Document Detail

Perinatal maturation of the respiratory rhythm generator in mammals: from experimental results to computational simulation.
MedLine Citation:
PMID:  16203211     Owner:  NLM     Status:  MEDLINE    
The survival of neonatal mammals requires a correct function of the respiratory rhythm generator (RRG), and therefore, the processes that control its prenatal maturation are of vital importance. In humans, lambs and rodents, foetal breathing movements (FBMs) occur early during gestation, are episodic, sensitive to bioamines, central hypoxia and inputs from CNS upper structures, and evolve with developmental age. In vitro, the foetal rodent RRG studied in preparations where the upper CNS structures are lacking continuously produces a rhythmic command, which is sensitive to hypoxia and bioaminergic inputs. The rhythm is slow with variable periods 4 days before birth. It becomes faster 2 days before birth, similar to the postnatal rhythm. Compelling evidence suggests that a region of the RRG called the preBötzinger complex (PBC) contains respiratory pacemaker neurones which play a primary role in perinatal rhythmogenesis. Although the RRG functions during early gestation, no pacemakers are found in the putative PBC area and its electrical stimulation and lesion do not affect the early foetal rhythm. To know whether the early foetal and perinatal rhythms originate from either pacemaker neurones or network connection properties, and to know which maturational processes might explain the appearance of PBC pacemakers and the rhythm increase during perinatal development, we computationally modelled maturing RRG. Our model shows that both network noise and persistent sodium conductance are crucial for rhythmogenesis and that a slight increase in the persistent sodium conductance can solve the pacemaker versus network dilemma in a noisy network.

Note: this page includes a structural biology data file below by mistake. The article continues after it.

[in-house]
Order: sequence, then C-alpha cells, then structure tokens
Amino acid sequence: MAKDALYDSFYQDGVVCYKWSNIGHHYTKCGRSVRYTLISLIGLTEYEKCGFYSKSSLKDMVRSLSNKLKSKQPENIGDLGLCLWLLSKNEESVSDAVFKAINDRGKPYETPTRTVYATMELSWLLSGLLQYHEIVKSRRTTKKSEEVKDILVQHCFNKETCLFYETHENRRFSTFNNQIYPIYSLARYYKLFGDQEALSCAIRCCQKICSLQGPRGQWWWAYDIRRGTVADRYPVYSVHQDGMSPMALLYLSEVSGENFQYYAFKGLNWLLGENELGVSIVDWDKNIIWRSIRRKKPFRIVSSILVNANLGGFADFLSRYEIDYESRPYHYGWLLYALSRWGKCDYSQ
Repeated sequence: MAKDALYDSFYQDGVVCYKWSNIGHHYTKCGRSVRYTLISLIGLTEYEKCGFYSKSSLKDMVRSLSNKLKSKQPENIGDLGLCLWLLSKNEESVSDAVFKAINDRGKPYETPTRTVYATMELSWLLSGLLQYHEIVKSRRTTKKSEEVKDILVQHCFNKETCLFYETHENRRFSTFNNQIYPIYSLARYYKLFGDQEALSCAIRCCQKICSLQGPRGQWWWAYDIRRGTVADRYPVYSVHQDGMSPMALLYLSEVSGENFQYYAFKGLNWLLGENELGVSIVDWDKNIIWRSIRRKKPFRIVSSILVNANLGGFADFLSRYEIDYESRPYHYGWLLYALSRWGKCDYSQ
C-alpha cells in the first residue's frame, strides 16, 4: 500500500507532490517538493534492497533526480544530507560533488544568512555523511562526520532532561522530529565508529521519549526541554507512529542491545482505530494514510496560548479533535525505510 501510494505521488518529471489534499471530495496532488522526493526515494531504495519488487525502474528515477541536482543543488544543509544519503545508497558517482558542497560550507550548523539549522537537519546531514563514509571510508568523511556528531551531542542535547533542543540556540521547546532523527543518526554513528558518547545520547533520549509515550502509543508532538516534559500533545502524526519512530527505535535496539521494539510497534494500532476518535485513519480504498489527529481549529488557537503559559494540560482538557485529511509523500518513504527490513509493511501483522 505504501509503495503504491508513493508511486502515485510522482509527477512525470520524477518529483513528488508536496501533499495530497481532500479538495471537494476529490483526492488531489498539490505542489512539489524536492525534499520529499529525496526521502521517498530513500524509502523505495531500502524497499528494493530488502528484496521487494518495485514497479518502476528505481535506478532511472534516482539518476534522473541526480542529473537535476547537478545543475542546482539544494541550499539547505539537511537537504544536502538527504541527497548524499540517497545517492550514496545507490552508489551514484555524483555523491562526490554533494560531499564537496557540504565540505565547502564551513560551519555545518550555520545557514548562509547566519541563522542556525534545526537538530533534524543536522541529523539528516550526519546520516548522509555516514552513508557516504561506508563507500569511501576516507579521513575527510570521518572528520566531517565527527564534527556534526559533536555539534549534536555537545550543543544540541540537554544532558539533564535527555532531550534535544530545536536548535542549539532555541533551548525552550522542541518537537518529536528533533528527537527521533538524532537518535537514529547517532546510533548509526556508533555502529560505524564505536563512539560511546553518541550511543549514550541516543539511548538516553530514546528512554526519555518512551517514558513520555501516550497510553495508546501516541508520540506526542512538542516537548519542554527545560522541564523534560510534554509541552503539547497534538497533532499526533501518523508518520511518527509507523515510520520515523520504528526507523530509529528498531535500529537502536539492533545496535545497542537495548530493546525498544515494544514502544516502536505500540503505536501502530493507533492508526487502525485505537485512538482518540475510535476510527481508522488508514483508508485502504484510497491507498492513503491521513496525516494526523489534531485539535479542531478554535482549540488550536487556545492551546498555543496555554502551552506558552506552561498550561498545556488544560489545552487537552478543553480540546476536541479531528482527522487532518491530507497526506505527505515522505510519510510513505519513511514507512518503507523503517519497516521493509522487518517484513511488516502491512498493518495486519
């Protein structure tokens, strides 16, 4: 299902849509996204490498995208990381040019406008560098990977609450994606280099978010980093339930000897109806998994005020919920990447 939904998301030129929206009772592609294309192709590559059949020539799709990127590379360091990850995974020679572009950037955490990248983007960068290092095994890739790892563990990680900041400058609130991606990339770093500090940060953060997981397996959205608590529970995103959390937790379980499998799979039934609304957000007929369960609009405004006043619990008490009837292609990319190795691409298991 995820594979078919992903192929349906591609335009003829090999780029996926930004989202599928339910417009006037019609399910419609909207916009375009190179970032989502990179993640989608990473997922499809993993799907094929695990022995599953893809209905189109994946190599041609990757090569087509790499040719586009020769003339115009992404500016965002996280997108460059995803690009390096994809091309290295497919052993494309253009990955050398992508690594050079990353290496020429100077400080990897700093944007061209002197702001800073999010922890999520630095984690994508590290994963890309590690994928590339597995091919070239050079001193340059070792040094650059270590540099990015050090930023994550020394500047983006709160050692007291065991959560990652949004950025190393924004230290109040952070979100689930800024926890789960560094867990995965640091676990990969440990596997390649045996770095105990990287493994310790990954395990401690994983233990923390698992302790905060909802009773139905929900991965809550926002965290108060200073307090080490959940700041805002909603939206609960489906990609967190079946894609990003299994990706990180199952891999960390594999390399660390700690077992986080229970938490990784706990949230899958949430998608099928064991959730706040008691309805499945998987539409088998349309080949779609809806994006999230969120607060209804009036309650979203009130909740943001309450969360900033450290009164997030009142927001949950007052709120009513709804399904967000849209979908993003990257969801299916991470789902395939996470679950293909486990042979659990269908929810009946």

Pablo Achard; Sébastien Zanella; Roger Rodriguez; Gérard Hilaire
Publication Detail:
Type:  Journal Article; Research Support, Non-U.S. Gov't; Review    
Journal Detail:
Title:  Respiratory physiology & neurobiology     Volume:  149     ISSN:  1569-9048     ISO Abbreviation:  Respir Physiol Neurobiol     Publication Date:  2005 Nov 
Date Detail:
Created Date:  2005-10-05     Completed Date:  2005-12-20     Revised Date:  2008-11-21    
Medline Journal Info:
Nlm Unique ID:  101140022     Medline TA:  Respir Physiol Neurobiol     Country:  Netherlands    
Other Details:
Languages:  eng     Pagination:  17-27     Citation Subset:  IM    
CNRS UMR 6207, Centre de Physique Théorique, Case 907, 13288 Marseille cedex 9, France.
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MeSH Terms
Animals, Newborn
Computer Simulation*
Infant, Newborn
Respiratory Center / embryology*,  growth & development*
Respiratory Physiological Phenomena*

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